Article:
This Thursday the UK will vote either to remain in or leave the European Union. Debate from both sides is heated and impassioned. But what will it mean for us as student nurses, our colleagues and those in our care?
I confess that, for me, the decision has always been clear cut. The European Union has provided me with unbridled opportunities to travel and experience different cultures, places and attitudes, which shape my clinical practice today. It has been instrumental in ensuring my rights in the work place, the wellbeing of my environment and that the food I eat, air I breathe and water I drink are safe.
Today, it provides me with countless co-workers and friends, many of whom are within the estimated 50,000 citizens from the European Economic Area who work as healthcare professionals in the NHS. Crucially though, the decision that we are all about to make is about no one person but the fate of our country and future of our health service.
”The European Union has provided me with unbridled opportunities to travel and experience different cultures, places and attitudes, which shape my clinical practice today”
The impact of the UK leaving the EU is enormously misunderstood and the likely effects upon the NHS have been especially contested - see the recent high-profile defection of MP Dr Sarah Wollaston from the Brexit to Vote Remain campaign. Whilst some pro-Leave campaigners have stated that no longer having to pay EU membership costs would equate to increased spending in public services, many of the figures they have released have been discredited. Labour party estimates released last week even suggest that there will be a £10.5bn cut to funding and further covert privatisation via the Transatlantic Trade and Investment Partnership (TTIP).
Of the 50,000 EU foreign nationals employed in the NHS, approximately 9,000 are doctors and 18,000 are nurses and midwives. In the event of a Brexit, these professionals may be unable or unwilling to acquire work visas, and their absence would leave a tangible skills and staffing deficit. This at a time when bursaries are being cut and junior doctors are revolting, home-grown staff are less likely to adequately fill these gaps. As student nurses, we know first-hand that short-staffing consistently undermines the care of those who are most vulnerable.
”Elsewhere in the NHS, a Brexit vote would threaten legislation that exists to protect our employment rights, prior to and following qualification”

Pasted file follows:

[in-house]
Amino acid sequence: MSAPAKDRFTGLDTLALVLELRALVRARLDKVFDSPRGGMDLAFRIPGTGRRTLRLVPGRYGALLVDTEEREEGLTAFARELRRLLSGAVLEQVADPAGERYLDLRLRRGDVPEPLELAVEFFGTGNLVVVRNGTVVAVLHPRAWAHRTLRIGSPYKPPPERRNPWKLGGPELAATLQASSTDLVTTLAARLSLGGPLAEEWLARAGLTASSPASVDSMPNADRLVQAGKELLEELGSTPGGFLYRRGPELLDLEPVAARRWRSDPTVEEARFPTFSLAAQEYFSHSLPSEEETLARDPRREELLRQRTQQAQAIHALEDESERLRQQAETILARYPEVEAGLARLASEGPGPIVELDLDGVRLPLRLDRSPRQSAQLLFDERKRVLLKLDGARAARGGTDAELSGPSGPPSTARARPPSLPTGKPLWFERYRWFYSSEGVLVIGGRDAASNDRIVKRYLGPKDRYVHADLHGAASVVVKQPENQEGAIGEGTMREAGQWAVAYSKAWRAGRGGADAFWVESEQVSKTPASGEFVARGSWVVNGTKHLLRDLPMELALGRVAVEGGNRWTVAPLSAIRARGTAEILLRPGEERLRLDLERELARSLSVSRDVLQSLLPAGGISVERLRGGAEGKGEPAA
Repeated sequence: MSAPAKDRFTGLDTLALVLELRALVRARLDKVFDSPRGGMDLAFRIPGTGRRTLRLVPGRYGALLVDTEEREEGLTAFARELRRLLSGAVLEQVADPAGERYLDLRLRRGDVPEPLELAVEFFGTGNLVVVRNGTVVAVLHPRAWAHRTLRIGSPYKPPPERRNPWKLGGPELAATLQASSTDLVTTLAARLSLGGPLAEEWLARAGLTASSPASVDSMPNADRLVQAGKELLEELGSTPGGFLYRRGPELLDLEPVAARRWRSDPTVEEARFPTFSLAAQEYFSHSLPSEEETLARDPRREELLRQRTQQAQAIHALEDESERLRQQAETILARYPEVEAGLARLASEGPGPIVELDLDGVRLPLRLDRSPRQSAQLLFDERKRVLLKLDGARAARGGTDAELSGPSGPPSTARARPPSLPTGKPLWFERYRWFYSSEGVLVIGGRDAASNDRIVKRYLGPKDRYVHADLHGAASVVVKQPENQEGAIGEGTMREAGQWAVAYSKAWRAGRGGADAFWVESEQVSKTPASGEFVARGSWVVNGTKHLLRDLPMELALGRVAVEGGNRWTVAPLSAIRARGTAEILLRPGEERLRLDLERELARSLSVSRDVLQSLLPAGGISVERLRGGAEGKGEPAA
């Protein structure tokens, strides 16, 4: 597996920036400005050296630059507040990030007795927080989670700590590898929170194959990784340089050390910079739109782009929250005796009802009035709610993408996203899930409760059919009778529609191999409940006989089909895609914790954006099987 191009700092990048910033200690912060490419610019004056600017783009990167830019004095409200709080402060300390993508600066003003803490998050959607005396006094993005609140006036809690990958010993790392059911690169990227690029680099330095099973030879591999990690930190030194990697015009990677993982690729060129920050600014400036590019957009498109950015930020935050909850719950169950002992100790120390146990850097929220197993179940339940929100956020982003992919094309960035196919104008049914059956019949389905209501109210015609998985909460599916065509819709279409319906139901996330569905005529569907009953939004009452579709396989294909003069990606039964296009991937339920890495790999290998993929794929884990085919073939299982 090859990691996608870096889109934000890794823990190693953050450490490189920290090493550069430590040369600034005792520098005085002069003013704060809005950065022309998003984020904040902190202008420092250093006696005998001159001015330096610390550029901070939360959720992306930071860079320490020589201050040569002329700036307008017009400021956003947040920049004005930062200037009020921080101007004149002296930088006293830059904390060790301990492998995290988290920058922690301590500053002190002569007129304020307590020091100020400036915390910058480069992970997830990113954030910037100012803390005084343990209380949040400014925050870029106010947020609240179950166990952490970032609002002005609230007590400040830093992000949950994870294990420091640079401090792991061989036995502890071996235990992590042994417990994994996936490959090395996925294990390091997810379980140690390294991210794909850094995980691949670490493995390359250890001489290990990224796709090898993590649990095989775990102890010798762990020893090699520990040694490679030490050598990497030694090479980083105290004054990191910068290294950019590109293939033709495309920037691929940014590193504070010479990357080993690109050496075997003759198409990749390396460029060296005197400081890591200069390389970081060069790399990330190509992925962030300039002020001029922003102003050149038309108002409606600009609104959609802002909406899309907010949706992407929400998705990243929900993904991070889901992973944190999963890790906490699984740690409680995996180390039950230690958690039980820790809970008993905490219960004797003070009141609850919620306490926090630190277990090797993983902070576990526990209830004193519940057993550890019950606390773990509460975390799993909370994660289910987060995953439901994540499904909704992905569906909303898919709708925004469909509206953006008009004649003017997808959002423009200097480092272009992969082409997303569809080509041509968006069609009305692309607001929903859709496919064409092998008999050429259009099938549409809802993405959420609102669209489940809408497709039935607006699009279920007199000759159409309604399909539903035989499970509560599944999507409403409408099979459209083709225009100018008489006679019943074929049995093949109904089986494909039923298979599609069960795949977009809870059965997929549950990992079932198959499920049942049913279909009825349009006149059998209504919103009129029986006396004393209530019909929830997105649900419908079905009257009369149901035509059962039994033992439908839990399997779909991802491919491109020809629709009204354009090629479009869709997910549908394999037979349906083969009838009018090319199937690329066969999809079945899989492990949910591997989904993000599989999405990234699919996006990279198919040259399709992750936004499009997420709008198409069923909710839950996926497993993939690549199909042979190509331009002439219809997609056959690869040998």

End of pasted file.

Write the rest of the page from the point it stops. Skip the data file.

Elsewhere in the NHS, a Brexit vote would threaten legislation that exists to protect our employment rights, prior to and following qualification; including fair working hours, annual leave and maternity and paternity pay. Similarly, legislation to protect the disabled and ensure safety of medicinal products and medical devices are within a tranche of EU-led policies that Brexit campaigners have threatened to place on a metaphorical bonfire if they are successful.
If we leave the EU, there will be less money for medical research, both within Britain and across Europe, when looking to combat multi-national antibiotic resistance and pandemic infections. Also, due to pharmaceutical legislation, only whilst still a member of the EU, companies do not need to test new drugs separately in the UK and a vote to leave may cause an increase in medication costs to cover this additional expenditure. Research and pharmaceutical pricing will affect all people globally, including those in our care.
Whilst an EU member nation, we allow free movement of people into the UK who are then eligible for care in the NHS. However, though more people enter services, the cost of treatment can be reclaimed from their ‘home’ nation and – contrary to popular belief – they don’t actually cost us anything. Leaving the EU would stop free movement, suggesting that there would be fractionally less demand for the NHS, but leaving now may mean that we and our services are less equipped to serve those who remain.
“A vote to leave the EU will have a real, palpable, negative effect upon the NHS”
I feel very strongly that a vote to leave the EU will have a real, palpable, negative effect upon the NHS, our colleagues and the people in our care - but I need to stress that these are my opinions. I am not an economist and I do not claim to understand all the facets of this highly contested and emotive debate. I hope that by writing this blog, I might encourage anyone who may not have previously thought to vote on Thursday to reconsider, and to arm themselves with the facts to make what is likely to be the biggest political decision of our lifetime.
As student nurses, we are advocates for our patients and this extends beyond our wards and community teams into the wider political arena. Whether you vote to leave or remain, I hope that your decision – as mine – is grounded in a willingness to do the right thing for those in our care. As student nurses, we consistently underestimate the magnitude of our voice, but we have to speak in order to be heard. Please cast your vote on Thursday.
Hazel Nash is Student Nursing Times’ student editor, mental health branch.
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